When the national lockdown ended earlier this month, England returned to a tiered restriction system.
Along with several other parts of the country, Cambridgeshire was put into Tier 2 – despite cases remaining low in several parts of the county.
Health Secretary Matt Hancock acknowledged the tiered system would remain in place “for the forthcoming few months.”
But he added: “You can see now with confidence that from the spring onwards things are getting better.
“Between now and then we have got to hold our nerve, we have got to hold our resolve. We can see the dawn in the distance but we have got to get through to morning.”
So when the current tiered system is reviewed on December 16, some areas could move into a lower tier – while others may move up.
Here’s what we know so far about the announcement next week.
When will the lockdown tiers be reviewed?
The tiers will be reviewed on December 16, meaning authorities have just over a week to make their case for moving down a tier.
Cambridgeshire is currently in Tier 2, but this could change when the tiers are reviewed next week.
The review will consider the opinions of local public health directors, with a final decision on whether any changes will take place being made at a Cabinet committee.
Areas which are approved for Tier changes will see the switch take place on December 19.
The exact time of the announcement hasn’t yet been announced, but further details are expected closer to the time.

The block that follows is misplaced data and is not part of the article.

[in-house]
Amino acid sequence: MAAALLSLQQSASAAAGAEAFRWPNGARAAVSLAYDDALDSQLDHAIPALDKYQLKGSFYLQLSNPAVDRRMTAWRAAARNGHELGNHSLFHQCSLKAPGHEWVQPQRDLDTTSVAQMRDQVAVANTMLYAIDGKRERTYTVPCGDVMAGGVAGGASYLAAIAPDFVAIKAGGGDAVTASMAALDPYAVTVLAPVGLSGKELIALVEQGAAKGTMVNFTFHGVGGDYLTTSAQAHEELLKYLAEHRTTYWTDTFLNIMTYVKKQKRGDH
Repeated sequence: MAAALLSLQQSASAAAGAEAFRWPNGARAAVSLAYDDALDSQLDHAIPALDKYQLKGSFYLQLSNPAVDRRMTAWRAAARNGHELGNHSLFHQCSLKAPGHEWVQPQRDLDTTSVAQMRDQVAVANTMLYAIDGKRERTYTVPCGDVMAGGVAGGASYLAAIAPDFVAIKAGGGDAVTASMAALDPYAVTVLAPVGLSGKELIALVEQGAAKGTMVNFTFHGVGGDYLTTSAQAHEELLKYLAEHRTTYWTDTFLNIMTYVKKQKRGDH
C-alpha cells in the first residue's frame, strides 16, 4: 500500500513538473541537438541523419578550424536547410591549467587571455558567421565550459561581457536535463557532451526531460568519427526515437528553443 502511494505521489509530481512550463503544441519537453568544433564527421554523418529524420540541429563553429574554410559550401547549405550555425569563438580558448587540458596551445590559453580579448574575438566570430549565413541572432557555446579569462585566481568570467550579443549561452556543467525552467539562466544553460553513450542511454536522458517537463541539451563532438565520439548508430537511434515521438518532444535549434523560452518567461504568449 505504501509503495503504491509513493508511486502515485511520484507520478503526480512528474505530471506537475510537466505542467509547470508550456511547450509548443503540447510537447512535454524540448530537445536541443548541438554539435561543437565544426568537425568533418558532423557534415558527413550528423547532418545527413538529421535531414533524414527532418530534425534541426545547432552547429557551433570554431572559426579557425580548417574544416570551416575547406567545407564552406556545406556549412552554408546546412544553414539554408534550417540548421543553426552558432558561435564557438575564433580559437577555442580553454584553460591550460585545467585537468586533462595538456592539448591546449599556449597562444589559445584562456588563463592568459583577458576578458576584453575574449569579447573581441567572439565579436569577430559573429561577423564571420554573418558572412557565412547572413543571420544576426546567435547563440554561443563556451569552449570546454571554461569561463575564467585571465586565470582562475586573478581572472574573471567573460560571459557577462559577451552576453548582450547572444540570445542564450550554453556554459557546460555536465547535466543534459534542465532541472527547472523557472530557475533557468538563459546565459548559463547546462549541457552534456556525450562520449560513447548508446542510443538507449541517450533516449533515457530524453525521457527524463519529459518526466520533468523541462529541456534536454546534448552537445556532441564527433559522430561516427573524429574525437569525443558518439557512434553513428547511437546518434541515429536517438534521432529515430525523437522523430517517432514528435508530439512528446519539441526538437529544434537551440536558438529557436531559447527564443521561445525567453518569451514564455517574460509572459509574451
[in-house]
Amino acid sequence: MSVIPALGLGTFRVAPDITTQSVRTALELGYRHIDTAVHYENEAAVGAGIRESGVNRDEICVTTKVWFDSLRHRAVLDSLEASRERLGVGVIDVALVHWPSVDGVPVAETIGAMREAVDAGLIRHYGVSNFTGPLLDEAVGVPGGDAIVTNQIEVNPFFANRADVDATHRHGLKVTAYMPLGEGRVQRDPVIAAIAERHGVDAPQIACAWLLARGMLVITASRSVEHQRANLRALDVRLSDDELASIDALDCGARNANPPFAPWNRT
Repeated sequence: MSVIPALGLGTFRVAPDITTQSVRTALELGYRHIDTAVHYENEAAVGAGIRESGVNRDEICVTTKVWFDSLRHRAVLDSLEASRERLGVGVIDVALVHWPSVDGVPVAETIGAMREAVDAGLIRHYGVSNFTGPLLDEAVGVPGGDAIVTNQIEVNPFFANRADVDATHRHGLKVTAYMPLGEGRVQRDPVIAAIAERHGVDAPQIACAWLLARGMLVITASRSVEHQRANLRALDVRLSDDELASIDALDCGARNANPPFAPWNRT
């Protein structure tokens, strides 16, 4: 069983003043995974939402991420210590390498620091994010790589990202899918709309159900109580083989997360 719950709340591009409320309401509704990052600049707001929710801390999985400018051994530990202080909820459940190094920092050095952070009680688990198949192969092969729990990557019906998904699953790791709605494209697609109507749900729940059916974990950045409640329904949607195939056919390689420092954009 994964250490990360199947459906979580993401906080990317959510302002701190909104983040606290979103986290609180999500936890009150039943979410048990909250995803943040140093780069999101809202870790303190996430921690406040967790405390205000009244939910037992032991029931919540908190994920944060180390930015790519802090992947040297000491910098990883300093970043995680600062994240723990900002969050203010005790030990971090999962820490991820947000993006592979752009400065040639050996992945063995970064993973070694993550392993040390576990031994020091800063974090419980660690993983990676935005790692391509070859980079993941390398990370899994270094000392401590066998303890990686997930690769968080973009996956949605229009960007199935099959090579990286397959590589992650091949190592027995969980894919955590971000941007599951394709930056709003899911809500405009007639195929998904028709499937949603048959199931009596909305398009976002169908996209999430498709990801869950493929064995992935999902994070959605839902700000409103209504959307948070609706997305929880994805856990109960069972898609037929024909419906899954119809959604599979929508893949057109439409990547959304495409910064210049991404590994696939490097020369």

What will happen when the tiers are reviewed?
Health Secretary Matt Hancock said that it was essential to maintain controls until there was a general rollout of a vaccination programme in the new year.
So don’t expect to see a huge loosening of restrictions across the UK.
But Mr Hancock said the Government would consider allowing more localised measures when the rules come up for their first fortnightly review on December 16, potentially enabling some areas to move into a lower, less restrictive tier.
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What does this mean for Cambridgeshire?
If the government takes a more localised approach to tiered lockdowns, then some parts of Cambridgeshire could theoretically be subject to looser measures.
Before last month’s national lockdown, London Mayor Sadiq Khan said the ‘trigger point’ for moving up to Tier 2 from Tier 1 was approximately 100 cases per 100,000 people.
In South Cambridgeshire, Cambridge, East Cambridgeshire and Huntingdonshire, infection rates remain below 100 cases per 100,000 people.
However, rates in Fenland and Peterborough remain high compared to the rest of the region.
But the infection rate isn’t the only thing that authorities consider – they also take into account the case detection rates in all age groups.
If cases are higher in older age groups, then this is seen as a cause for concern.
In an interview with Cambridgeshire Live last week, Dr Liz Robin, director of public health for Cambridgeshire and Peterborough, said restrictions were unlikely to change in the county before 2021.